Since Monday, the national average for a gallon of regular gasoline has held steady at $2.17, which is two cents higher than a week ago, 20 cents more than a month ago and 54 cents less than a year ago. According to new data from the Energy Information Administration (EIA), gas demand took a slight step back to 8.56 million b/d from 8.61 million b/d last week. Alongside decreasing demand, total domestic gasoline supplies grew by 1.2 million bbl to 256.5 million bbl last week. The national average holding steady means that gasoline supply and demand are largely in sync across the country. If these trends continue, motorists could see pump prices slow their increases and hold steady through the holiday weekend.
At the close of Wednesday’s formal trading session, WTI increased by 55 cents to settle at $39.82. Domestic crude prices increased after EIA’s weekly report revealed that total domestic crude inventories fell by 7.2 million bbl to 533.5 million bbl. Decreasing crude stocks could mean that crude production is meeting demand as it continues to recover amid new coronavirus outbreaks.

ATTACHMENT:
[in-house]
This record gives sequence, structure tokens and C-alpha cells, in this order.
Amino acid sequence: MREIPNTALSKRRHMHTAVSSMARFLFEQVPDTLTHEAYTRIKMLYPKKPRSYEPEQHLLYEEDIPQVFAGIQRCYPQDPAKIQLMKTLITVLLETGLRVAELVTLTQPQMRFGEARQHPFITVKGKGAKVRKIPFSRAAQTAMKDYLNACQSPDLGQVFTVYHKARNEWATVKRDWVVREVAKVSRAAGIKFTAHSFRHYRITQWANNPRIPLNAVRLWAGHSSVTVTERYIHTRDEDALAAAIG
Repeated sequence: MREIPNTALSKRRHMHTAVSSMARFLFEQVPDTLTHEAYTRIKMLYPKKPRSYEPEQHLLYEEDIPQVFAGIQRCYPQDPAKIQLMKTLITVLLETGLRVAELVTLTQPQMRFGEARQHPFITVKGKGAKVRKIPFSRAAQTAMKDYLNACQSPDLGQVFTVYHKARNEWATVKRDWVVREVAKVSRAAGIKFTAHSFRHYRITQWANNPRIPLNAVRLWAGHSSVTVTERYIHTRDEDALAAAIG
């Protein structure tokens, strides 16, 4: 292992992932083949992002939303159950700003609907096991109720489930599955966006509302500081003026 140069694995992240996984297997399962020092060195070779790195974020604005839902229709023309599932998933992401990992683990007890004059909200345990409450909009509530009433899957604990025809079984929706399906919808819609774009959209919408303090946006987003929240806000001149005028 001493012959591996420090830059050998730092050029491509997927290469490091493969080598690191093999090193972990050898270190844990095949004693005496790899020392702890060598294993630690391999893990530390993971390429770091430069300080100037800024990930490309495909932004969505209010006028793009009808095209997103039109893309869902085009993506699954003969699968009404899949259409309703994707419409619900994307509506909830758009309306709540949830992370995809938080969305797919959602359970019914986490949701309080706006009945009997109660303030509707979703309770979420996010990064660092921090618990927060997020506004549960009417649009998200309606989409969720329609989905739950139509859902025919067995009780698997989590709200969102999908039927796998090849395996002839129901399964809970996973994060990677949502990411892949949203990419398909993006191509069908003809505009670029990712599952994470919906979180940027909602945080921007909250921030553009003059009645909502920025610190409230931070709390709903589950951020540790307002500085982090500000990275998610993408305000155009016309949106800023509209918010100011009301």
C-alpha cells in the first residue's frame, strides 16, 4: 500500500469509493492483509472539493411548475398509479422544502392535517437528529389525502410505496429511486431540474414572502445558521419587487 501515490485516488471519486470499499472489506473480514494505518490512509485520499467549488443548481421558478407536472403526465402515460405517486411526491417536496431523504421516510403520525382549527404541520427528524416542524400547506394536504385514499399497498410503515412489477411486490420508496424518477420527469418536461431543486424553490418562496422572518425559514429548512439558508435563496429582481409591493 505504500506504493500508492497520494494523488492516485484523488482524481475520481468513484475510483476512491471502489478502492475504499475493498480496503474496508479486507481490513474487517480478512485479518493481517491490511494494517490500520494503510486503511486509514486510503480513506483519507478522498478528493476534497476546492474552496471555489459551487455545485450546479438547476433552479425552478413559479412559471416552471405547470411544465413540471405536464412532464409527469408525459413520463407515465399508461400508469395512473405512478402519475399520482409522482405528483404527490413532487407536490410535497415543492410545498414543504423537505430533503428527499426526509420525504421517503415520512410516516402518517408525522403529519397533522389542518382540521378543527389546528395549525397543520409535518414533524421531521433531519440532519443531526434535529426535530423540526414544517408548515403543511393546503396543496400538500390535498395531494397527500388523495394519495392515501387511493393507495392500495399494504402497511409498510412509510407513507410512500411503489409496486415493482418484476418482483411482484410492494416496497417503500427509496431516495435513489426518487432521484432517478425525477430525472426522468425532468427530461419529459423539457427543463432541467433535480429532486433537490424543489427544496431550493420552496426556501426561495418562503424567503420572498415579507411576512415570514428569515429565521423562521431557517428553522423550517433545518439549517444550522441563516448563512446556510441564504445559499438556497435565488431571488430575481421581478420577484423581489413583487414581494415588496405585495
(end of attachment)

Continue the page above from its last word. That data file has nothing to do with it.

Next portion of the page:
Largest Weekly Increases
- Since last Wednesday, these 10 states have seen the largest increases in their averages: Florida (+6 cents), Nebraska (+6 cents), Indiana (+6 cents), Colorado (+5 cents), Montana (+5 cents), West Virginia (+4 cents), Michigan (+4 cents), Delaware (+4 cents), Utah (+3 cents) and Kansas (+3 cents).